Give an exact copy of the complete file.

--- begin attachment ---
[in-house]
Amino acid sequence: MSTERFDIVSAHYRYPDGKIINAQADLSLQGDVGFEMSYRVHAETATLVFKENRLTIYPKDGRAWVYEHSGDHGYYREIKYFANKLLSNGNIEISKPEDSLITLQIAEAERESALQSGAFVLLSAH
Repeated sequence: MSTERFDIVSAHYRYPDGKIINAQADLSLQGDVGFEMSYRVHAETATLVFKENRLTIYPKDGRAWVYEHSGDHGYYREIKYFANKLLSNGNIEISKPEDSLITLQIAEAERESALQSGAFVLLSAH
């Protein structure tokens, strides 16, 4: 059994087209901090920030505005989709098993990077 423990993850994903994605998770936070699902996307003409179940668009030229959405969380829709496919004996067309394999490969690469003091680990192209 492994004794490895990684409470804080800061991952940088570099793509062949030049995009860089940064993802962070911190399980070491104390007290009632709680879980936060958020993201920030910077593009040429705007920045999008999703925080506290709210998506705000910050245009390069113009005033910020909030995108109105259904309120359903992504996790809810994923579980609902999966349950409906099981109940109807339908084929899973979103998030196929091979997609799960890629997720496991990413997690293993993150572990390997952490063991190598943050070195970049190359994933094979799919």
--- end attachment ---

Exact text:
[in-house]
Amino acid sequence: MSTERFDIVSAHYRYPDGKIINAQADLSLQGDVGFEMSYRVHAETATLVFKENRLTIYPKDGRAWVYEHSGDHGYYREIKYFANKLLSNGNIEISKPEDSLITLQIAEAERESALQSGAFVLLSAH
Repeated sequence: MSTERFDIVSAHYRYPDGKIINAQADLSLQGDVGFEMSYRVHAETATLVFKENRLTIYPKDGRAWVYEHSGDHGYYREIKYFANKLLSNGNIEISKPEDSLITLQIAEAERESALQSGAFVLLSAH
């Protein structure tokens, strides 16, 4: 059994087209901090920030505005989709098993990077 423990993850994903994605998770936070699902996307003409179940668009030229959405969380829709496919004996067309394999490969690469003091680990192209 492994004794490895990684409470804080800061991952940088570099793509062949030049995009860089940064993802962070911190399980070491104390007290009632709680879980936060958020993201920030910077593009040429705007920045999008999703925080506290709210998506705000910050245009390069113009005033910020909030995108109105259904309120359903992504996790809810994923579980609902999966349950409906099981109940109807339908084929899973979103998030196929091979997609799960890629997720496991990413997690293993993150572990390997952490063991190598943050070195970049190359994933094979799919």